Tullahoma is a city in Coffee and Franklin counties in southern Middle Tennessee. The population was 18,655 at the 2010 census. In 2014 the population was estimated to be 18,899, it is the principal city of the Tullahoma micropolitan area, which consists of Coffee and Moore counties and is the second largest micropolitan area in Tennessee. Tullahoma was founded in 1852 as a work camp along the new Chattanooga Railroad, its name is derived from the Choctaw language, means "red rock". An alternative explanation of the name is that Peter Decherd, who donated the land for the railroad right-of-way, named one station Decherd, after himself, the other as Tulkahoma. Tulkahoma was the name of Decherd's favorite horse, which had had named for a Choctaw chief, captured by Decherd's grandfather; the earliest settlement was by farmers from Virginia and North Carolina. With the use of enslaved African Americans, they developed plantations for hemp. Slaves cared for their blooded livestock, both horses and cattle.
Early settlers were Moore, Decherd/anglicized as Deckerd, Ragon, Ferrell and Gunn. They named a local spring as Bottle Spring, referred to it as John Gunn's Spring, because it was on his property. In the 21st century, it is called Big Springs; this spring provided water for the steam locomotives. It was exploited for health and tourist attractions, as the town developed spa facilities. After the Civil War started, in April 1861, Company B, 1st Regiment of Tennessee Volunteers, formed Peter Turney's division in Tullahoma; the division joined General Robert E. Lee's Army of Northern Virginia; the division fought in the battles of Bull Run, Chancellorsville and Petersburg, before surrendering to Union General Ulysses S. Grant at Appomattox. During the war, Tullahoma served in 1863 as the headquarters for the Confederate Army of Tennessee; that year the Union Army undertook the Tullahoma Campaign, defeating Confederate forces and taking control of Middle Tennessee. Federal troops occupied this area for the duration of the war.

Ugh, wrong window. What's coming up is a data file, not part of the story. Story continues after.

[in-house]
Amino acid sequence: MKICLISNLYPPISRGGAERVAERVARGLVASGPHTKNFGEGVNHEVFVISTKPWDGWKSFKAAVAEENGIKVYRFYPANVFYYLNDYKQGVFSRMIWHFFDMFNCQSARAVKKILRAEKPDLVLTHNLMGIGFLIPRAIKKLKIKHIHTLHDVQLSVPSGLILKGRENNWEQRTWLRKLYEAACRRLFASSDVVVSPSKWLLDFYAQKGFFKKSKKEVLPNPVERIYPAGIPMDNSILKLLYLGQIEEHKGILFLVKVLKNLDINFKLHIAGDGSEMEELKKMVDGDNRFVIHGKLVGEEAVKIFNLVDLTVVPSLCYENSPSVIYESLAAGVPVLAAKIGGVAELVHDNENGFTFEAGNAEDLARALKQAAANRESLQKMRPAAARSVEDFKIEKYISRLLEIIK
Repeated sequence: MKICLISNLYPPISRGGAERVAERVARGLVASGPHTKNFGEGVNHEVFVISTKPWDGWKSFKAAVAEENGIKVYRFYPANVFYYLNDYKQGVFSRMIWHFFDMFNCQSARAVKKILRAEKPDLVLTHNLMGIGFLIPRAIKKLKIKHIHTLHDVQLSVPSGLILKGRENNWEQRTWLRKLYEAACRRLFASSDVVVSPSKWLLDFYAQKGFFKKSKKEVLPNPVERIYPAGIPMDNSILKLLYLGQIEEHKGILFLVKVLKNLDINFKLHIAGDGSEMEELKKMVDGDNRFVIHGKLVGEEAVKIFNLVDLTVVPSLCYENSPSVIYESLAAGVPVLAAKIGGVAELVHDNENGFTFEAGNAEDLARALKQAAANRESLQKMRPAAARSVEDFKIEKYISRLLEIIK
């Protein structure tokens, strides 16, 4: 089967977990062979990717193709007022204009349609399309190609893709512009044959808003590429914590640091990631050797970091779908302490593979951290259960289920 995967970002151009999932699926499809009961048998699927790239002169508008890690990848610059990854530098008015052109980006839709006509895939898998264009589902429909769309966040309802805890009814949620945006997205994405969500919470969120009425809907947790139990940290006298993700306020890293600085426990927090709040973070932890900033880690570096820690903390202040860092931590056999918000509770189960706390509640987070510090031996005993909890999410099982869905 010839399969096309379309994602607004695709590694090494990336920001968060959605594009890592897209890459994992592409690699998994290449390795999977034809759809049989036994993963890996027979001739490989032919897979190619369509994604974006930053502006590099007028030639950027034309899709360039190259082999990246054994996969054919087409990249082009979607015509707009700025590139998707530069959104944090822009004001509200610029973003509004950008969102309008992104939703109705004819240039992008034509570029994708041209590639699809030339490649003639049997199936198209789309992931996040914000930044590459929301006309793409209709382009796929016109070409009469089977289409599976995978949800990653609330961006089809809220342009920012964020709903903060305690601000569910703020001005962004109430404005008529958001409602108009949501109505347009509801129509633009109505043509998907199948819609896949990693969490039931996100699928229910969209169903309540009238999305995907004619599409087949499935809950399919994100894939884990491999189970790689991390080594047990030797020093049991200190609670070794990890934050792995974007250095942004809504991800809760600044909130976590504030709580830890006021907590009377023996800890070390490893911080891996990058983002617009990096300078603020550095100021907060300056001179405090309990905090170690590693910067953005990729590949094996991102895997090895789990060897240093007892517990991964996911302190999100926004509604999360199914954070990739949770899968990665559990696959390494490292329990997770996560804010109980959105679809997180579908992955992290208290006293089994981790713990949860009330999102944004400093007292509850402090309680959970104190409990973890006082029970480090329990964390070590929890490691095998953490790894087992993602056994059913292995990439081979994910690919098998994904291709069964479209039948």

Union forces captured Chattanooga. Tullahoma was little more than a rough frontier outpost, had no paved streets. 1863 was a wet year, the place became known to the bedraggled troops of both sides as a place of endless mud. An aide on Confederate General William Hardee's staff is said to have written his own account of the origin of the name: "It is from two Greek words -'Tulla' meaning mud, and'Homa,' meaning more mud."The selection of Tullahoma as a headquarters by Confederate General Braxton Bragg has been much criticized by military historians. Although the location was strategic with regard to the road and rail network, it had no strong natural defenses. Bragg did little to fortify it; the town was evacuated without a battle. After the war, Tullahoma recovered but began to prosper owing to its railroad link, it became renowned for a rarity in the area at the time. At the turn of the 20th century, Tullahoma became a popular health destination, with many spas across town to take advantage of Big Springs.